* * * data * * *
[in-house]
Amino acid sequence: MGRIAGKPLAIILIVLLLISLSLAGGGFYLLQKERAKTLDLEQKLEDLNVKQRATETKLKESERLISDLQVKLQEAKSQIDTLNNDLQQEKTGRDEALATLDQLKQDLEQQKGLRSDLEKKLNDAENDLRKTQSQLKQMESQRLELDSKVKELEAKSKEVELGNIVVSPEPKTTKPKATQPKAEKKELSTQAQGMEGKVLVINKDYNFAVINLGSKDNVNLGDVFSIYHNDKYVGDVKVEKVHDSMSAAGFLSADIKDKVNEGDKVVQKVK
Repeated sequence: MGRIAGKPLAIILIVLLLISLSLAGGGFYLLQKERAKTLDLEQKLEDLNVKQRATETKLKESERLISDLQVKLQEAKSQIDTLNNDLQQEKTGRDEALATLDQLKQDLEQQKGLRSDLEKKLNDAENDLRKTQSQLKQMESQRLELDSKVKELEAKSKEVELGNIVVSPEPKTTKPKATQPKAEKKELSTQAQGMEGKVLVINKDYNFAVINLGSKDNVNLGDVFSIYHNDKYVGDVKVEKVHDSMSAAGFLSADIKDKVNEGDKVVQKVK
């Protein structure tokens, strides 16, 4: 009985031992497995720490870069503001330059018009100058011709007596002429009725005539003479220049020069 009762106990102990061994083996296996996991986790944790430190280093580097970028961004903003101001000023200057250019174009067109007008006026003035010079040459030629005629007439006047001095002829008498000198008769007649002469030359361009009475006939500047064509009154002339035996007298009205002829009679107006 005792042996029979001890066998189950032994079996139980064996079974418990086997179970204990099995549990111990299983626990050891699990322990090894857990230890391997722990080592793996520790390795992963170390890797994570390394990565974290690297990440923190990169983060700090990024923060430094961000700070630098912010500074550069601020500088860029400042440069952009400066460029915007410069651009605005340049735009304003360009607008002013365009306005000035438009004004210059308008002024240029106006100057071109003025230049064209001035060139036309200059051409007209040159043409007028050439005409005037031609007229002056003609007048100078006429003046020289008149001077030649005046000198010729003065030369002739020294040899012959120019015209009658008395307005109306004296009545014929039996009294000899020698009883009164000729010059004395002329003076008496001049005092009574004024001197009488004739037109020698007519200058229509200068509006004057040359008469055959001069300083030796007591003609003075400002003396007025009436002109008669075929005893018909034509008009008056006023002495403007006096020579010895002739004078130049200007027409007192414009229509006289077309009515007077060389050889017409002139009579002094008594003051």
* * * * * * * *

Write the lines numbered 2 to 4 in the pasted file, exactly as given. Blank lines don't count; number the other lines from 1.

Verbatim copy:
Amino acid sequence: MGRIAGKPLAIILIVLLLISLSLAGGGFYLLQKERAKTLDLEQKLEDLNVKQRATETKLKESERLISDLQVKLQEAKSQIDTLNNDLQQEKTGRDEALATLDQLKQDLEQQKGLRSDLEKKLNDAENDLRKTQSQLKQMESQRLELDSKVKELEAKSKEVELGNIVVSPEPKTTKPKATQPKAEKKELSTQAQGMEGKVLVINKDYNFAVINLGSKDNVNLGDVFSIYHNDKYVGDVKVEKVHDSMSAAGFLSADIKDKVNEGDKVVQKVK
Repeated sequence: MGRIAGKPLAIILIVLLLISLSLAGGGFYLLQKERAKTLDLEQKLEDLNVKQRATETKLKESERLISDLQVKLQEAKSQIDTLNNDLQQEKTGRDEALATLDQLKQDLEQQKGLRSDLEKKLNDAENDLRKTQSQLKQMESQRLELDSKVKELEAKSKEVELGNIVVSPEPKTTKPKATQPKAEKKELSTQAQGMEGKVLVINKDYNFAVINLGSKDNVNLGDVFSIYHNDKYVGDVKVEKVHDSMSAAGFLSADIKDKVNEGDKVVQKVK
């Protein structure tokens, strides 16, 4: 009985031992497995720490870069503001330059018009100058011709007596002429009725005539003479220049020069 009762106990102990061994083996296996996991986790944790430190280093580097970028961004903003101001000023200057250019174009067109007008006026003035010079040459030629005629007439006047001095002829008498000198008769007649002469030359361009009475006939500047064509009154002339035996007298009205002829009679107006 005792042996029979001890066998189950032994079996139980064996079974418990086997179970204990099995549990111990299983626990050891699990322990090894857990230890391997722990080592793996520790390795992963170390890797994570390394990565974290690297990440923190990169983060700090990024923060430094961000700070630098912010500074550069601020500088860029400042440069952009400066460029915007410069651009605005340049735009304003360009607008002013365009306005000035438009004004210059308008002024240029106006100057071109003025230049064209001035060139036309200059051409007209040159043409007028050439005409005037031609007229002056003609007048100078006429003046020289008149001077030649005046000198010729003065030369002739020294040899012959120019015209009658008395307005109306004296009545014929039996009294000899020698009883009164000729010059004395002329003076008496001049005092009574004024001197009488004739037109020698007519200058229509200068509006004057040359008469055959001069300083030796007591003609003075400002003396007025009436002109008669075929005893018909034509008009008056006023002495403007006096020579010895002739004078130049200007027409007192414009229509006289077309009515007077060389050889017409002139009579002094008594003051």